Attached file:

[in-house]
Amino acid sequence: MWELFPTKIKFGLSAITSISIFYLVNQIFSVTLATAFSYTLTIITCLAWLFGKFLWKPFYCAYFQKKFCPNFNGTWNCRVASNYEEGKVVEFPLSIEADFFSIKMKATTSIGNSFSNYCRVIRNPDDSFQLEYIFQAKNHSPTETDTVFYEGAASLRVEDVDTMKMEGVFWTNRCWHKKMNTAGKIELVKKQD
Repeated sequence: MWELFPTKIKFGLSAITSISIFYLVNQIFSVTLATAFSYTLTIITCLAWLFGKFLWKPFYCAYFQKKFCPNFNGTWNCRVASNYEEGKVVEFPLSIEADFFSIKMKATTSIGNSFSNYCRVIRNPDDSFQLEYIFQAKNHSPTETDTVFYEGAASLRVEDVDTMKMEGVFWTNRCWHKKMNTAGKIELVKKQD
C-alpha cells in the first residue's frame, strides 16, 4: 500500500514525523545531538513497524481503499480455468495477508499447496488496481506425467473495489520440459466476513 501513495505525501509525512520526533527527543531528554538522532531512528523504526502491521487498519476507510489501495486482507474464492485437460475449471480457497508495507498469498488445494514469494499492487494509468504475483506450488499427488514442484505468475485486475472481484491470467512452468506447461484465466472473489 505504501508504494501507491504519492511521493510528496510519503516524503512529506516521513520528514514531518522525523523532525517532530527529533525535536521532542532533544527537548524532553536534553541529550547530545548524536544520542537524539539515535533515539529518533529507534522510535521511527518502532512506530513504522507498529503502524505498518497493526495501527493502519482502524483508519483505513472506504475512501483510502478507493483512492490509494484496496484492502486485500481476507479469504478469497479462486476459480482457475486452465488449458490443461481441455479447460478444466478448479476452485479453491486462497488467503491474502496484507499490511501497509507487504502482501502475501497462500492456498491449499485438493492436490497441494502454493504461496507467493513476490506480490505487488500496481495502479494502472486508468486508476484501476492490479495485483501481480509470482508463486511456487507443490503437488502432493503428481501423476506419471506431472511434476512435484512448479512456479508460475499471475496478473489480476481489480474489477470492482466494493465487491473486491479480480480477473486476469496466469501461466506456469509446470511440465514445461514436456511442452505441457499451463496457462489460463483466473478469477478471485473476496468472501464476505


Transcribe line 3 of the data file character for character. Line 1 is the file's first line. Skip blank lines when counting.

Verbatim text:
Repeated sequence: MWELFPTKIKFGLSAITSISIFYLVNQIFSVTLATAFSYTLTIITCLAWLFGKFLWKPFYCAYFQKKFCPNFNGTWNCRVASNYEEGKVVEFPLSIEADFFSIKMKATTSIGNSFSNYCRVIRNPDDSFQLEYIFQAKNHSPTETDTVFYEGAASLRVEDVDTMKMEGVFWTNRCWHKKMNTAGKIELVKKQD